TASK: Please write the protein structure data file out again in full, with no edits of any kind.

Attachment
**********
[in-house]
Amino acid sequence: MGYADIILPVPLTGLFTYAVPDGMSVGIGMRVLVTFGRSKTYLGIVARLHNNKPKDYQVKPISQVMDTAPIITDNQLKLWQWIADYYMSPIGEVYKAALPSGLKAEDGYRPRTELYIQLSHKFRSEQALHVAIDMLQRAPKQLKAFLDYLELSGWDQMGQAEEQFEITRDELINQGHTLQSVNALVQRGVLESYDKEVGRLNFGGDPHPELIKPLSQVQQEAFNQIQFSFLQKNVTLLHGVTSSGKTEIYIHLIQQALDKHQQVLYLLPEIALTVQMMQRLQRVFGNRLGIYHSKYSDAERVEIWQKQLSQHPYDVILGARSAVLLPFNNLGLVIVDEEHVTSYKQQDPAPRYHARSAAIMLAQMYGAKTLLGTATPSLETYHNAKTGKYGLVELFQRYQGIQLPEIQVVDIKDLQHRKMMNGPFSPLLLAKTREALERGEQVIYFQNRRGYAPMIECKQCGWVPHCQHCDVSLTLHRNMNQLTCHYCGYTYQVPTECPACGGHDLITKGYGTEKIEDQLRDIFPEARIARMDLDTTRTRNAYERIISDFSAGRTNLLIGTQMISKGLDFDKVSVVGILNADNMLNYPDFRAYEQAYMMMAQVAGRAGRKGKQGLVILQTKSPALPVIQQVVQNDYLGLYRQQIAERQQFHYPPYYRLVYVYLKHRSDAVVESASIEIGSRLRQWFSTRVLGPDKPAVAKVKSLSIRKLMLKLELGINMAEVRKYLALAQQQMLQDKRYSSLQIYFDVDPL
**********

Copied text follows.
[in-house]
Amino acid sequence: MGYADIILPVPLTGLFTYAVPDGMSVGIGMRVLVTFGRSKTYLGIVARLHNNKPKDYQVKPISQVMDTAPIITDNQLKLWQWIADYYMSPIGEVYKAALPSGLKAEDGYRPRTELYIQLSHKFRSEQALHVAIDMLQRAPKQLKAFLDYLELSGWDQMGQAEEQFEITRDELINQGHTLQSVNALVQRGVLESYDKEVGRLNFGGDPHPELIKPLSQVQQEAFNQIQFSFLQKNVTLLHGVTSSGKTEIYIHLIQQALDKHQQVLYLLPEIALTVQMMQRLQRVFGNRLGIYHSKYSDAERVEIWQKQLSQHPYDVILGARSAVLLPFNNLGLVIVDEEHVTSYKQQDPAPRYHARSAAIMLAQMYGAKTLLGTATPSLETYHNAKTGKYGLVELFQRYQGIQLPEIQVVDIKDLQHRKMMNGPFSPLLLAKTREALERGEQVIYFQNRRGYAPMIECKQCGWVPHCQHCDVSLTLHRNMNQLTCHYCGYTYQVPTECPACGGHDLITKGYGTEKIEDQLRDIFPEARIARMDLDTTRTRNAYERIISDFSAGRTNLLIGTQMISKGLDFDKVSVVGILNADNMLNYPDFRAYEQAYMMMAQVAGRAGRKGKQGLVILQTKSPALPVIQQVVQNDYLGLYRQQIAERQQFHYPPYYRLVYVYLKHRSDAVVESASIEIGSRLRQWFSTRVLGPDKPAVAKVKSLSIRKLMLKLELGINMAEVRKYLALAQQQMLQDKRYSSLQIYFDVDPL